Success Story Of Billionaire Industrialist: Samuel Adedoyin, How A Poor African Farm Boy Built A Business Worth Over $100 Million Dollars

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Success Story Of Billionaire Industrialist: Samuel Adedoyin, How A Poor African Farm Boy Built A Business Worth Over $100 Million Dollars

The Early Life Of Samuel Adedoyin
Samuel Adedoyin was born in Lagos in the year 1935, to Mr. and Mrs. Solomon Adedoyin Olaosebikan and Rachel Oni, who were both farmers, while his mother was also an aso-oke weaver. After his birth, Samuel Adedoyin was taken back to Agbamu in Kwara state, where he had is primary school education at Saint Paul Primary School, Agbamu.
After ending his primary school education at primary four because his father couldn’t afford to further pay for his education, he went on to learn palm wine tapping, before he moved back to Lagos to live with his father at Ebute Metta—where he mostly slept in his father’s store in Enu Owa.

His Trials
Samuel Adedoyin, a determined and motivated individual, wanted to become well-read, and in the process, tried to travel to England in a stowaway ship, but was arrested at Takoradi in Ghana, where he was going to be sent back to Lagos.
In a bid to avoid this and go back to square one, Samuel Adedoyin begged an immigration officer to let him stay and work with him, so he could raise some money. The officer agreed and made him his houseboy.
After having worked for the immigration officer for a while, he begged him to let him go, as he could no longer cope. After his boss eventually agreed, he left him with about £2, which Samuel Adedoyin used to start a roadside petty trade in Accra, Ghana, where he sold padlocks and door hinges, despite having nowhere to sleep.
While running his business, he met a vendor who sold the Ashanti Pioneer newspaper. The vendor introduced him to the publisher’s daughter, who went on to give him a place to sleep and also made him a distributor for the newspaper.
After running the newspaper business for about 3 to 4 months with little to no success, Samuel Adedoyin went back to selling padlocks, since it was a far more profitable business for him.
At this point, it was 1949 and he had spent about 13 months in Ghana, during which he saved up about £48.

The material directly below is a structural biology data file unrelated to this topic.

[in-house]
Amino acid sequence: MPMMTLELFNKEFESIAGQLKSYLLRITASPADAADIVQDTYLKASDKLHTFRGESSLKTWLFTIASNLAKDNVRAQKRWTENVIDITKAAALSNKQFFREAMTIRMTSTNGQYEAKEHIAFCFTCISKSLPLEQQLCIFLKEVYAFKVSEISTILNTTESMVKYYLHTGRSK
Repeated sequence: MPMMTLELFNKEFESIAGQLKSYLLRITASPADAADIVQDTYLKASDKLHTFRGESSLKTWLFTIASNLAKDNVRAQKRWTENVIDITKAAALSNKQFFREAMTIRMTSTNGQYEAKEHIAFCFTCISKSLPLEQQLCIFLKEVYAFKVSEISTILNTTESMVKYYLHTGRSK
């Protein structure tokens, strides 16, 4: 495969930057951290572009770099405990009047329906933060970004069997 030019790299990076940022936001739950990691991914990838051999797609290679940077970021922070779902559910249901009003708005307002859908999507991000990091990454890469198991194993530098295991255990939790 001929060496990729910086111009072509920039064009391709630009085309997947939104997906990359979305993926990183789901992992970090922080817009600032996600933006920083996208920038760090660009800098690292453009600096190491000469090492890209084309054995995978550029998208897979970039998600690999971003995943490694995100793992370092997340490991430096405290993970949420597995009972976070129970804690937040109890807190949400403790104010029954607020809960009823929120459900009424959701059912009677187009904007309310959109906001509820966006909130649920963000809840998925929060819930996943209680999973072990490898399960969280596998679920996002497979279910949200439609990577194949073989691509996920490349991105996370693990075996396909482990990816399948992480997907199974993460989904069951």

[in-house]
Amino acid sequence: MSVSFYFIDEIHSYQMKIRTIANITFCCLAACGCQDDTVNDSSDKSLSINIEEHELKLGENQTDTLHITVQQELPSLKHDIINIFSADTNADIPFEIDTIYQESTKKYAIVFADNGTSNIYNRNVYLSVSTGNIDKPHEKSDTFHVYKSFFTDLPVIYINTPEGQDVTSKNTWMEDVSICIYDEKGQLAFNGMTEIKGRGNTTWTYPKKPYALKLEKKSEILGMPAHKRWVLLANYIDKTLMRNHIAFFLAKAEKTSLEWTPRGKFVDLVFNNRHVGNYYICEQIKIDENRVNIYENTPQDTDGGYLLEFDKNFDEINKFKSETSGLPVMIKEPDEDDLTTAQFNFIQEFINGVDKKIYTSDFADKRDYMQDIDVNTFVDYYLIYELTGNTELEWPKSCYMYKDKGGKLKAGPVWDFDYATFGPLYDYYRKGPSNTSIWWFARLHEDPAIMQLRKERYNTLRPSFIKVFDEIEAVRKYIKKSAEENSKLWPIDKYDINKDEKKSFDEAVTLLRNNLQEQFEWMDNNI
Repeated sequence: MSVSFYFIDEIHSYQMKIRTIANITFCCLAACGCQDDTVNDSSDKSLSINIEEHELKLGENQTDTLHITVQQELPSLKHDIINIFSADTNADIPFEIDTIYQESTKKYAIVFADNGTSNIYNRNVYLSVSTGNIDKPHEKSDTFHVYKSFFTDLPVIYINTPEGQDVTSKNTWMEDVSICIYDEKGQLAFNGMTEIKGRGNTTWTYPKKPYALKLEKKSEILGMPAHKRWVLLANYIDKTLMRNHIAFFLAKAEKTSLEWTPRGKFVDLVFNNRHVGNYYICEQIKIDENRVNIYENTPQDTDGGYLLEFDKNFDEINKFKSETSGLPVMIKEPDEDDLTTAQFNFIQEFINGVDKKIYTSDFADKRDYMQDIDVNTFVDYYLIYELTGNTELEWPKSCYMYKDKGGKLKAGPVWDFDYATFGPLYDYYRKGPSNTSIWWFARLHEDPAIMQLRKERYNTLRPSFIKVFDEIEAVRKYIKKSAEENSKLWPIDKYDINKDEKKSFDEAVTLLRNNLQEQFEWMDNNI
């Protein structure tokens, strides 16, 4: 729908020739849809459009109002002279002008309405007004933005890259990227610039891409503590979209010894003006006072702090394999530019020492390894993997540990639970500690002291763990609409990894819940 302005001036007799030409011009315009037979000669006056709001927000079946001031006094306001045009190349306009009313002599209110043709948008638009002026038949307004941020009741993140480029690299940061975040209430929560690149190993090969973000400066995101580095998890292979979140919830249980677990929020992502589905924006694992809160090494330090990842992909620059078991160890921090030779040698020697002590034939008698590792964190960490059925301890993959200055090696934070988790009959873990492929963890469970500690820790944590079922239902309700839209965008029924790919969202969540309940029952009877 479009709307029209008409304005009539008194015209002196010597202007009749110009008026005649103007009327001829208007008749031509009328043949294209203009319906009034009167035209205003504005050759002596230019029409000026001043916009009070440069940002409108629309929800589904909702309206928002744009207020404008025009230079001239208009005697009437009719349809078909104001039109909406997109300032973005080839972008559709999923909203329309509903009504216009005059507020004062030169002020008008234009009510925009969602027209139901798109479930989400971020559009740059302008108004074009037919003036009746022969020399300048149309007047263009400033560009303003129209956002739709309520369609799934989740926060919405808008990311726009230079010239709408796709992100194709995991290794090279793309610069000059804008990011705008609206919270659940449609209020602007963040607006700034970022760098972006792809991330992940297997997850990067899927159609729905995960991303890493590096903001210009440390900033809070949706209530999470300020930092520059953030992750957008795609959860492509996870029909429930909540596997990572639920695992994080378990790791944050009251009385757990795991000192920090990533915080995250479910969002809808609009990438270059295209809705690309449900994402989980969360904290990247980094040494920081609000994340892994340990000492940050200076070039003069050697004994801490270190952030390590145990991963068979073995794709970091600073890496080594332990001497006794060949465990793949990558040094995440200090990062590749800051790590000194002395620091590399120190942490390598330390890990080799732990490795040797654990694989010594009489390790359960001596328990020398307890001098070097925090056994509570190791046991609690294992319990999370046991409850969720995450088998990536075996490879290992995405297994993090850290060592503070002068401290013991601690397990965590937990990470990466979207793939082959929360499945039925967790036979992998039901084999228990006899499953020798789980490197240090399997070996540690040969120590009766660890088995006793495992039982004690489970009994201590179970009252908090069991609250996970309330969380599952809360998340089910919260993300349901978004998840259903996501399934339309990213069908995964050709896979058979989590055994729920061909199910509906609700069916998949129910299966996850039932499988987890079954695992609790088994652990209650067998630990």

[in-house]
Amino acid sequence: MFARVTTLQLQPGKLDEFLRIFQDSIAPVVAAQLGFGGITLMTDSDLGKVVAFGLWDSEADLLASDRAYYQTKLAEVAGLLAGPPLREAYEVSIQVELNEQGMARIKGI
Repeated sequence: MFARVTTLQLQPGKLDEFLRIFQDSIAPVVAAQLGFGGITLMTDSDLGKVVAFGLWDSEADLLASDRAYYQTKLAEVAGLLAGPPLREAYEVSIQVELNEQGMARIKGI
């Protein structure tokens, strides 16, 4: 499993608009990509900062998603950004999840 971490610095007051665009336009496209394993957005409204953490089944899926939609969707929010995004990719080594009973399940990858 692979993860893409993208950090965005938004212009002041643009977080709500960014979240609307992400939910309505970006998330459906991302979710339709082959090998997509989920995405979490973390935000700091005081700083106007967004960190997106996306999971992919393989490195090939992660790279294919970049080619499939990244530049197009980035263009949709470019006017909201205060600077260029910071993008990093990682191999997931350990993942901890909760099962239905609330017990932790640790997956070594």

Now when he returned to Nigeria, he found out his mother had spent about £50 of borrowed money in a bid to look for him. Remorseful and sad, Samuel Adedoyin gave her all he had saved up, so she could repay her debts, leaving him with nothing to return to Ghana with.

The Start Of The Doyin Group
In Lagos, Samuel Adedoyin started a business at number 49, Dosunmu Street, where he sold umbrellas, imported holiday bags, and ball-point pens from Italy. He was able to make £9,600 from a surge of buyers, which shocked every trader around him. From the revenue generated, he bought the space at 49, Dosunmu Street for £9,000.
As he spread his product offerings, he bought another property about 3 years later, and further acquired 9 houses in the Idumota area of Lagos, before eventually building a house for himself at the Rummens Road area of Ikoyi.
After running his trade for a couple of years and building on his successes, Samuel Adedoyin officially launched the Doyin Group in 1968, which was a business into the manufacturing of leather bags and shoes.

His Business Today
Today, the Doyin Group has over 14 subsidiaries, a workforce of over 5,000 people, and has grown to encompass a wide range of investments across different industries like real estate, hospitality, manufacturing, food and beverages, soaps and detergents, pharmaceuticals, agriculture, and a whole lot more.

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